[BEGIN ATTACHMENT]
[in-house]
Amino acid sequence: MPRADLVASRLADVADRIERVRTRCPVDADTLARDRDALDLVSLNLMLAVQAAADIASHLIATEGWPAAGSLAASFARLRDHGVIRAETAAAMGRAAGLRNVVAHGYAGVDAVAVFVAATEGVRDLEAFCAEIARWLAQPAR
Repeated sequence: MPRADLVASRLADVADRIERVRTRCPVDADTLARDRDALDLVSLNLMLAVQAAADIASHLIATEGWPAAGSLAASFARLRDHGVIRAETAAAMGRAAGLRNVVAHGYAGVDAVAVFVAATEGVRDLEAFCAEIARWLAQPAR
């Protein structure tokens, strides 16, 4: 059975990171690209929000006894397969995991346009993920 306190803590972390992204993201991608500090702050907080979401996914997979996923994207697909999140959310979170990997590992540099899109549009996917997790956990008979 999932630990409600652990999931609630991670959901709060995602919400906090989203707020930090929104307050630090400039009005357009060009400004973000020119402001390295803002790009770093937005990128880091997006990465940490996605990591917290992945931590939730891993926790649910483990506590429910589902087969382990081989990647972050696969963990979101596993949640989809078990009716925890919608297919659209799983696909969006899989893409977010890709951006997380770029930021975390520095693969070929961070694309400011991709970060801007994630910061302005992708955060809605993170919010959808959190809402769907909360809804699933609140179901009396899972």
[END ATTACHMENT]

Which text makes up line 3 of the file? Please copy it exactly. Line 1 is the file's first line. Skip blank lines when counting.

Repeated sequence: MPRADLVASRLADVADRIERVRTRCPVDADTLARDRDALDLVSLNLMLAVQAAADIASHLIATEGWPAAGSLAASFARLRDHGVIRAETAAAMGRAAGLRNVVAHGYAGVDAVAVFVAATEGVRDLEAFCAEIARWLAQPAR